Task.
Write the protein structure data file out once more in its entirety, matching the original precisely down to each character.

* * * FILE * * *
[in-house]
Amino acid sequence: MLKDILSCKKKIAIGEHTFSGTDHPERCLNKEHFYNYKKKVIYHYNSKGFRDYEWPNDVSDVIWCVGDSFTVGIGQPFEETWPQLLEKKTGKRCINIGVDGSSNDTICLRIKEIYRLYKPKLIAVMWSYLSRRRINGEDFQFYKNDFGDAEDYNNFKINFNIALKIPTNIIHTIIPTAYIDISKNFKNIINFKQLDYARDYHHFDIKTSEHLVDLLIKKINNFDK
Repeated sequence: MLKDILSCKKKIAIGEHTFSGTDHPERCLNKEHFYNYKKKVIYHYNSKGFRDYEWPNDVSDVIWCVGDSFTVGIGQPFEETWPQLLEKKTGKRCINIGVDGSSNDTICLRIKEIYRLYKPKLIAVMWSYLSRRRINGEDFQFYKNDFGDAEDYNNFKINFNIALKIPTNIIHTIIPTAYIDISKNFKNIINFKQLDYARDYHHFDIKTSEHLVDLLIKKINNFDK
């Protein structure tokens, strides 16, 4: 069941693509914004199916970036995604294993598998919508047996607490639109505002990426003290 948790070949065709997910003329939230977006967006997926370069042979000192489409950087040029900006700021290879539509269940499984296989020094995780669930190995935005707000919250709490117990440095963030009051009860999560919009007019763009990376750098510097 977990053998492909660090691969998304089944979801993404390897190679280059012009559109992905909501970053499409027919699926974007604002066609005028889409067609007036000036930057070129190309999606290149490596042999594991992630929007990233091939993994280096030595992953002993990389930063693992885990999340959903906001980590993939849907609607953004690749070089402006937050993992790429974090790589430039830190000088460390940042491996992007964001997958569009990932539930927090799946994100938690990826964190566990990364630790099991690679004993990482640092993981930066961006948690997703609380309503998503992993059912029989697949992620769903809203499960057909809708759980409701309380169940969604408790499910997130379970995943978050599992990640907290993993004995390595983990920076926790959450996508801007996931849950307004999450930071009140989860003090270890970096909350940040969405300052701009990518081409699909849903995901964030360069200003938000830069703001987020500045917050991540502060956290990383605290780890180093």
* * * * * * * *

[in-house]
Amino acid sequence: MLKDILSCKKKIAIGEHTFSGTDHPERCLNKEHFYNYKKKVIYHYNSKGFRDYEWPNDVSDVIWCVGDSFTVGIGQPFEETWPQLLEKKTGKRCINIGVDGSSNDTICLRIKEIYRLYKPKLIAVMWSYLSRRRINGEDFQFYKNDFGDAEDYNNFKINFNIALKIPTNIIHTIIPTAYIDISKNFKNIINFKQLDYARDYHHFDIKTSEHLVDLLIKKINNFDK
Repeated sequence: MLKDILSCKKKIAIGEHTFSGTDHPERCLNKEHFYNYKKKVIYHYNSKGFRDYEWPNDVSDVIWCVGDSFTVGIGQPFEETWPQLLEKKTGKRCINIGVDGSSNDTICLRIKEIYRLYKPKLIAVMWSYLSRRRINGEDFQFYKNDFGDAEDYNNFKINFNIALKIPTNIIHTIIPTAYIDISKNFKNIINFKQLDYARDYHHFDIKTSEHLVDLLIKKINNFDK
């Protein structure tokens, strides 16, 4: 069941693509914004199916970036995604294993598998919508047996607490639109505002990426003290 948790070949065709997910003329939230977006967006997926370069042979000192489409950087040029900006700021290879539509269940499984296989020094995780669930190995935005707000919250709490117990440095963030009051009860999560919009007019763009990376750098510097 977990053998492909660090691969998304089944979801993404390897190679280059012009559109992905909501970053499409027919699926974007604002066609005028889409067609007036000036930057070129190309999606290149490596042999594991992630929007990233091939993994280096030595992953002993990389930063693992885990999340959903906001980590993939849907609607953004690749070089402006937050993992790429974090790589430039830190000088460390940042491996992007964001997958569009990932539930927090799946994100938690990826964190566990990364630790099991690679004993990482640092993981930066961006948690997703609380309503998503992993059912029989697949992620769903809203499960057909809708759980409701309380169940969604408790499910997130379970995943978050599992990640907290993993004995390595983990920076926790959450996508801007996931849950307004999450930071009140989860003090270890970096909350940040969405300052701009990518081409699909849903995901964030360069200003938000830069703001987020500045917050991540502060956290990383605290780890180093």